Glycolic acid: What's Holding the Market Back?2021-05-21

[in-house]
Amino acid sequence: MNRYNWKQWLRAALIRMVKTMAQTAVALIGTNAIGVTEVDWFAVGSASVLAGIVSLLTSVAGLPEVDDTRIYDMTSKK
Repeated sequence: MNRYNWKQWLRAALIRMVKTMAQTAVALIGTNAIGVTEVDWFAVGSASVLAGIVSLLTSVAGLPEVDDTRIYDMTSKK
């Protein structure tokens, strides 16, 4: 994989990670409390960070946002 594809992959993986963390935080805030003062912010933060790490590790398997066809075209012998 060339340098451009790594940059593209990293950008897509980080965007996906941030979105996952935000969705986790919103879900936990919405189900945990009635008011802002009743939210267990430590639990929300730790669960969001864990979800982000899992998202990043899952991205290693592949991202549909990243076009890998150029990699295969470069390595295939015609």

Glycolic acid is a chemical exfoliate that is used for improving the appearance of aged, sun-damaged, or acne-prone skin. Glycolic acid does not remove dead skin cells, but rather breaks down the "glue" that holds dead cells together on the surface layer of skin and stimulates new cell growth to replace these cells. Glycolic acid can also be found in some home remedies to treat dandruff and other scalp issue such as seborrhea dermatitis. Glycolic acid can be starting in many over the counter products, with concentration of between 5% and 50%. To treat acne-prone skin successfully it is best to use a higher concentration of glycolic acid. Glycolic acid works best when applied to wash skin at room temperature. In most cases it is applied once or twice a day for a period of 4–6 weeks, before slowing using the product once a week as maintenance therapy or using a different method of exfoliating the skin. Currently, glycolic acid is approved for use in the treatment of acne and photo aged skin by the US Food and Drug Administration (FDA) as well as by Health Canada. High concentrations of glycolic acid are also presented by prescription in some countries. Glycolic acid is use to treat mild to moderate acne. It helps to unblock pores and remove dead skin cells that can clog pores and cause acne. When applied topically it helps to prevent the formation of new acne lesions and can speed up healing time for those that are already present. Glycolic acid is also used for treating fine wrinkles; photo aged skin, and large pores. Photo aged skin develops as a result of exposure to sunlight causing the skin to age prematurely. Glycolic acid is helpful in reversing the skin's effects on hyper pigmentation and fine lines. Glycolic acid is also used to amend dry, sensitized or damaged skin. Glycolic Acid in High Concentration is allowed by the FDA and Health Canada for topical use only. Mild to moderate acne vulgaris: In 2004 a double-blind study was conducted at the University of Minnesota Medical School that used 0.6% glycolic acid peels for 20 minutes three times per week. There were 84 patients in the study group and 84 patients in the control group, which received no treatment (placebo). Chemical peels have long been measured the gold standard for exfoliation and skin rejuvenation. However, these procedures are often expensive and can be time consuming. In an effort to provide both immediate and lasting results, some consumers are turning to at-home glycolic acid peels as a healthier alternative that can decrease acne, fine lines, wrinkles and pigmentation issues. The popularity of glycolic acid has led to a surge in demand over the last few years – but this fast-growing beauty trend is also causing supply chain hiccups. In order to meet this increased demand, suppliers have turned to cheaper source of the compound, resulting in an inconsistent performance and risk of safety concerns. In a recent article for The Hollywood Reporter, I explore why so many people now swear by glycolic acid and how its performance can differ from product to product. While glycolic acid is generally safe when taken orally in pill form, it can be very dangerous if used as a topical tanning agent or home chemistry experiment. As the U.S. market continues to grow, so will the demand for brands and suppliers that can guarantee consistent quality. It's good to see a study on the real-life effectiveness of glycolic acid, rather than just anti-acne or anti-aging claims.